10 Years of Blog Archive

Thursday, April 25, 2013

Riding Your Bicycle in Cuenca Can Be Dangerous

A friend's brother lies in the Cuenca hospital in a coma. Last week he was riding his bicycle on a side road from Gran Columbia by the Latin Clinic and was hit by a taxi driver. Pablo was thrown 20 feet off of his bicycle and is in very critical condition with a cracked cranial. The doctor has told the family he is in God’s hands at this point.

We’ve touched on this issue briefly in another article on the blog and we feel this issue is very important. We have readers write in occasionally wondering about bicycle sales in Cuenca and how safe it is to ride a bicycle here. To put it bluntly Cuenca is NOT a bicycle friendly city and we would not advise riding on the city streets on a bicycle anywhere in Cuenca. Trying to cross the street by walking in some areas of Cuenca is also risky! Pedestrians need to be careful.

Bicycling in Cuenca

A friend informed us that once in awhile on the weekend the city will shut down Avenue 12 de Abril just so bicyclists can ride their bikes, but then you are on their schedule instead of your own, which makes it cumbersome to say the least. We also see bicyclists on the walking trails along the river but the problem with that is if everyone starts riding their bike on the river trails there will not be any room for walkers and joggers. And the river paths get pretty packed on the weekends.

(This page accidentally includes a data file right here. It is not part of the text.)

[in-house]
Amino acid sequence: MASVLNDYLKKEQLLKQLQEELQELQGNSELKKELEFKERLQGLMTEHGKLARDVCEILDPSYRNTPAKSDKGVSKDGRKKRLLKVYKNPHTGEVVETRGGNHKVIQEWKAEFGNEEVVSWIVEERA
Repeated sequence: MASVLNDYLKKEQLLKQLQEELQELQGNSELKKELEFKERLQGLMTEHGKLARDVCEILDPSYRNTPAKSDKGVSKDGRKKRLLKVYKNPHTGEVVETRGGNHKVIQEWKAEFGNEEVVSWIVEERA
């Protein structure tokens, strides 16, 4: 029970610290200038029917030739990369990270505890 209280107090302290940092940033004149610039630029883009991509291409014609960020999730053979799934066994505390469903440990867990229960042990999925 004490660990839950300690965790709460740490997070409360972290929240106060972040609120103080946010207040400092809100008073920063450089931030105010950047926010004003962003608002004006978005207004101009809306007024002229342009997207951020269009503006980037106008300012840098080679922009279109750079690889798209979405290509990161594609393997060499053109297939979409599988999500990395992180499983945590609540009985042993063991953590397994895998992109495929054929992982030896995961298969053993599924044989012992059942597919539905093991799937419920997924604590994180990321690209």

Drivers in Cuenca think they Own the Road

We often comment to each other how laid back Ecuadorians are in everything, except when they are behind the wheel of an automobile. Ecuadorians are like different people when they’re driving. The streets in Ecuador would be complete and utter chaos if they discontinued the manufacturing of car horns! In Ecuador they drive with their car horns instead of by driving laws. Or so it seems.

Five out of five drivers in Cuenca drive unpredictably and four out of five drivers drive radically. It is not uncommon to see drivers run red lights; swerve into another lane without using blinkers; and almost hitting pedestrians, bicyclists and other vehicles on the road. We’re sure that brake jobs are big business here because of all the pressing on the brakes the drivers do. And surprisingly, four out five Ecuadorian drivers wear a seat belt even though wearing of seat belts is NOT enforced here! We have had Ecuadorian drivers tell us to put our seat belt on when we’re in the car with them!